I could support this just by claiming that people’s right to exercise basic human functions like movement and habitation is more basic than the the rights of states and other institutions. Travelling between countries is like travelling within a country, or like having children (the other major determinant of population dynamics), a simple human action that institutions should collect data on and regulate the safety of but shouldn’t directly interfere with. Even when the pattern of how many people are having babies, and where and when, is socially inconvenient (too many babies born here, too few born there, pressure on housing, pressure on healthcare, etc.)! When the overall ebb and flow of human lives causes problems, institutions can and should look for solutions to those problems, but those solutions can’t include forbidding people from travelling or breeding, let alone declaring that only people who enter or are born with official sanction are ‘legal’. Babies or migrants, no-one is illegal.

But it might be more persuasive to argue negatively, by explaining why the opposite view seems to me self-undermining. So, here’s a question: if a national population has a right to control entry to its territory, is that because of history or present reality?

79bbe928425335163eac45d1168a74cbcc97bbeff88889bbafbdbb391f3f9824You might say it’s from history: ‘we’ have been here for a long time, that makes it ours. But if history matters, then I think actual history has to matter, and actual history is largely a succession of forcible, illegitimate, seizures of power. If ‘we’ took the land by force, then it never became legitimately ‘ours’. This problem is particularly obvious with settler societies like Australia, Canada, and the US, and that’s why it makes sense to ridicule anti-immigrant movements in those countries using cartoons like these, where Native Americans sardonically comment on white people calling for an end to illegal immigration.

I think the same self-undermining logic is present in non-settler societies too. Even setting aside the competing claims on British land of the Celts, Romans, Anglo-Saxons and so on, there’s also the fact that the reason why those lands have their current governments and borders is, ultimately, because some factions won and others lost in  various wars in the 17th century.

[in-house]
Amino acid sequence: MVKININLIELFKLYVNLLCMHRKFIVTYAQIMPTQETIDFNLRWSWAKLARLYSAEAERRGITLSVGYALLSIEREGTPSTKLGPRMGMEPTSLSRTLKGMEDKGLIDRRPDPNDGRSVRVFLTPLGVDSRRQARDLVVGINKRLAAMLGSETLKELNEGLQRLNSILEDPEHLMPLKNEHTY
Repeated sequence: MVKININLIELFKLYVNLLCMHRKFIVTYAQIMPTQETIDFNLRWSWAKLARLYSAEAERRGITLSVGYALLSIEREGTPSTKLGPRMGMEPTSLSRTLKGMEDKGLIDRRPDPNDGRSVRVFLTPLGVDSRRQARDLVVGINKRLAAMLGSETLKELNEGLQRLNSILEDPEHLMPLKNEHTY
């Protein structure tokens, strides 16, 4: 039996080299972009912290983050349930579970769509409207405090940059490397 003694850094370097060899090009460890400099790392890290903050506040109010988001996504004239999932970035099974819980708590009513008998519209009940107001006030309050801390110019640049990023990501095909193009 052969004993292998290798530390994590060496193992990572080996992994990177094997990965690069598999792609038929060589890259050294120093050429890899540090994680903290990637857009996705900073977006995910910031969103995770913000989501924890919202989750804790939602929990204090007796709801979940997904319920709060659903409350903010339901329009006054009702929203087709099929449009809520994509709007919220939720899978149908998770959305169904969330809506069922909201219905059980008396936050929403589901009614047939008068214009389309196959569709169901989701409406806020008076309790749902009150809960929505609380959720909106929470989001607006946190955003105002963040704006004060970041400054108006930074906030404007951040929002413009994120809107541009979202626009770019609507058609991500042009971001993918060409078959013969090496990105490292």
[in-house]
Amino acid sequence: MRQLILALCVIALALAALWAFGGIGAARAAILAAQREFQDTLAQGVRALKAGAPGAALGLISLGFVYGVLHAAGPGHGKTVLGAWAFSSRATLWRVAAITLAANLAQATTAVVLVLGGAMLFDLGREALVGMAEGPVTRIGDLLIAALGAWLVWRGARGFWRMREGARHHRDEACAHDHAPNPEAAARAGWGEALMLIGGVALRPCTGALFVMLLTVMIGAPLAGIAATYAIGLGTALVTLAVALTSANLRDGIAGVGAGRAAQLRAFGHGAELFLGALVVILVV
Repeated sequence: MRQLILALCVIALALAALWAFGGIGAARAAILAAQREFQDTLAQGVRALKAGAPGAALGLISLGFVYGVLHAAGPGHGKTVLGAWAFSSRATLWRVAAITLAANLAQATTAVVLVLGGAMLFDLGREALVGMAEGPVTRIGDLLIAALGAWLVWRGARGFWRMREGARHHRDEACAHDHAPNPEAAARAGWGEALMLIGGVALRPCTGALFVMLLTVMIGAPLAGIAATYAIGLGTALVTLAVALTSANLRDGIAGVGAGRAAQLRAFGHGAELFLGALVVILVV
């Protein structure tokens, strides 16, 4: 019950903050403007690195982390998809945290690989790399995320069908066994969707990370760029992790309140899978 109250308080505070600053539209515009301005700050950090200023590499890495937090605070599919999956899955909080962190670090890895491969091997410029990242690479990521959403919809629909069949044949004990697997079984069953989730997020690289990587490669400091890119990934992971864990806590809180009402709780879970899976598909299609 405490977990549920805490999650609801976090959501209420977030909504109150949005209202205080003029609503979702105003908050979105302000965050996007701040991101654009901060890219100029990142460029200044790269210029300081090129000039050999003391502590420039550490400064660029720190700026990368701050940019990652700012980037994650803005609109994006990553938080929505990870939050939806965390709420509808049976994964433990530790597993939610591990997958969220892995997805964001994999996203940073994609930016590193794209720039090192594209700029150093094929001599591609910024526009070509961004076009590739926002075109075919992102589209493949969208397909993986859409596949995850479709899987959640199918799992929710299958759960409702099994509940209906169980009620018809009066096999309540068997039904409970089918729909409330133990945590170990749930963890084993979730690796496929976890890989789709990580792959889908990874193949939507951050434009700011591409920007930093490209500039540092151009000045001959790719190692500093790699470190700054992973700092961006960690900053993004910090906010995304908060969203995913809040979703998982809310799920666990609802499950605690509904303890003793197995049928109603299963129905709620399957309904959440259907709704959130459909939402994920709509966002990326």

Of course 17th-century wars seem pretty irrelevant to modern politics – but doesn’t that just suggest that what matters is what’s going on now, not back then? Maybe national groups get ownership of land from the fact that they’re living there right now? But, for a start, that makes it hard to deny that someone who has lived in a country ‘illegally’ for 20 or 10 or 5 years has thereby acquired a right to stay, so it undermines any case for deportations.

But more basically, this approach is self-undermining too. If the idea is that the ongoing process of people living their lives generates a right to the land where they do it, why does someone’s living their life in Oregon give them a right to a say in who can enter Texas, but someone else’s living their life just over the border in Mexico doesn’t, even though the latter is way closer? The only answer is: because the person in Oregon lives under institutions that also rule Texas, and the person in Mexico doesn’t. But now we’re in a circle – we’re appealing to the very facts about borders and governments that claim rights over territory that we were meant to be justifying.

The upshot is, we can’t really say that we own our national territory. It would be better to say that we borrow it from humanity, and our institutions administer it in a kind of stewardship. If that stewardship is to be legitimate, it can only be because it serves the interests of human beings – all human beings.

Posted in Political Philosophy, Uncategorized | Tagged , , , , , | 5 Comments

Blogging Again

I’m re-starting this blog after a hiatus of six years – a hiatus significantly longer than the roughly one year that I actually blogged for, so honestly I’m surprised it’s still here. But here it is, good old wordpress I suppose.